In ordinary usage, price is the quantity of payment or compensation given by one party to another in return for goods or services.
In modern economies, prices are generally expressed in units of some form of currency. (For commodities, they are expressed as currency per unit weight of the commodity, e.g. euros per kilogram.) Although prices could be quoted as quantities of other goods or services this sort of barter exchange is rarely seen. Prices are sometimes quoted in terms of vouchers such as trading stamps and air miles. In some circumstances, cigarettes have been used as currency, for example in prisons, in times of hyperinflation, and in some places during World War 2. In the black economy, barter is also relatively common.
In many financial transactions, it is customary to quote prices in other ways. The most obvious example is in pricing a loan, when the cost will be expressed as the percentage rate of interest. The total amount of interest payable depends upon the loan amount and the period of the loan. Other examples can be found in pricing financial derivatives and other financial assets. For instance the price of inflation-linked government securities in several countries is quoted as the actual price divided by a factor representing inflation since the security was issued.
Price sometimes refers to the quantity of payment requested by a seller of goods or services, rather than the eventual payment amount. This requested amount is often called the asking price or selling price, while the actual payment may be called the transaction price or traded price. Likewise, the bid price or buying price is the quantity of payment offered by a buyer of goods or services, although this meaning is more common in asset or financial markets than in consumer markets.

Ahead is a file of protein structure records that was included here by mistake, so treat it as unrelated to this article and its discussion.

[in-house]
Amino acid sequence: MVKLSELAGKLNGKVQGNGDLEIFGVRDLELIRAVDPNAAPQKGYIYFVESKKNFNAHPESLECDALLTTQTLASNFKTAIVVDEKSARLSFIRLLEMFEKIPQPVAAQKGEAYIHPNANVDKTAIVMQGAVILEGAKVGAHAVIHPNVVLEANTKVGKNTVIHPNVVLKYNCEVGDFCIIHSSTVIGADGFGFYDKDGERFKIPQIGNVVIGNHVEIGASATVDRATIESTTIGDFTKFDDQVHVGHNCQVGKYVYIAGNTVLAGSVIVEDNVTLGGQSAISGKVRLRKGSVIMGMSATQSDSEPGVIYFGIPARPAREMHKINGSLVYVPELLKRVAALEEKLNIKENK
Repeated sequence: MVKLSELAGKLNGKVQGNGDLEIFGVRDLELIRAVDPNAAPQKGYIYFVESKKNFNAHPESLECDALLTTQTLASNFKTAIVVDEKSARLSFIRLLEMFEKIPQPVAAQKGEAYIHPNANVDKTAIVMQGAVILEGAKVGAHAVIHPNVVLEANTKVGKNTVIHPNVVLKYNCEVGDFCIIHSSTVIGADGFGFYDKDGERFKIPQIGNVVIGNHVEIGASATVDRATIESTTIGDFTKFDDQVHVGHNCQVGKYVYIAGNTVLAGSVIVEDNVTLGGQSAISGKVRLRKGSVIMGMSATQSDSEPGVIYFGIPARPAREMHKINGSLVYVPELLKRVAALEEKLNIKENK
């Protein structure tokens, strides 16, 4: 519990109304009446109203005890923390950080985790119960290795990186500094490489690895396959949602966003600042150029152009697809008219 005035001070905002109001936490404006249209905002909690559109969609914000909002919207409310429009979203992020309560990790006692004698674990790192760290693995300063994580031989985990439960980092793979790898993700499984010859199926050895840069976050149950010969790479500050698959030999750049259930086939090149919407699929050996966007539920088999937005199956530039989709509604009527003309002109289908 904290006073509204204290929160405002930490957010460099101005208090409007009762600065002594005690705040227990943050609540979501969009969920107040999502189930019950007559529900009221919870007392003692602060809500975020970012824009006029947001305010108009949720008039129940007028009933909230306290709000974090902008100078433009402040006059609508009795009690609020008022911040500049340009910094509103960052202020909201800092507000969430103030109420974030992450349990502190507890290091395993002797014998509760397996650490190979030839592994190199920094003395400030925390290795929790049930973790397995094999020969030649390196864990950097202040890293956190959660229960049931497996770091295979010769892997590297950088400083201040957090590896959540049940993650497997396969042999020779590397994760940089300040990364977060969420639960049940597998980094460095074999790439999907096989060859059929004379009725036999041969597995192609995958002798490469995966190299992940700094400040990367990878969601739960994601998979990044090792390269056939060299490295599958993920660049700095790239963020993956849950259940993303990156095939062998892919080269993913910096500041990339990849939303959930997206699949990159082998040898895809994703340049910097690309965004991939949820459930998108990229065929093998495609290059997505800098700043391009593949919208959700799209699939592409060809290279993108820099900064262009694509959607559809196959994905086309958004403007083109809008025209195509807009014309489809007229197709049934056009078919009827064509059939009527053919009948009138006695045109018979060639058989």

Economists sometimes define price more generally as the ratio of the quantities of goods that are exchanged for each other.
Famous quotes containing the word price:
“They give us a pair of cloth shorts twice a year for all our clothing. When we work in the sugar mills and catch our finger in the millstone, they cut off our hand; when we try to run away, they cut off our leg: both things have happened to me. It is at this price that you eat sugar in Europe.”
—Voltaire [François Marie Arouet] (16941778)
“... we performers are monsters. We are a totally different, far-out race of people. I totally and completely admit, with no qualms at all, my egomania, my selfishness, coupled with a really magnificent voice.”
—Leontyne Price (b. 1927)
“It doesnt do good to open doors for someone who doesnt have the price to get in. If he has the price, he may not need the laws. There is no law saying the Negro has to live in Harlem or Watts.”
—Ronald Reagan (b. 1911)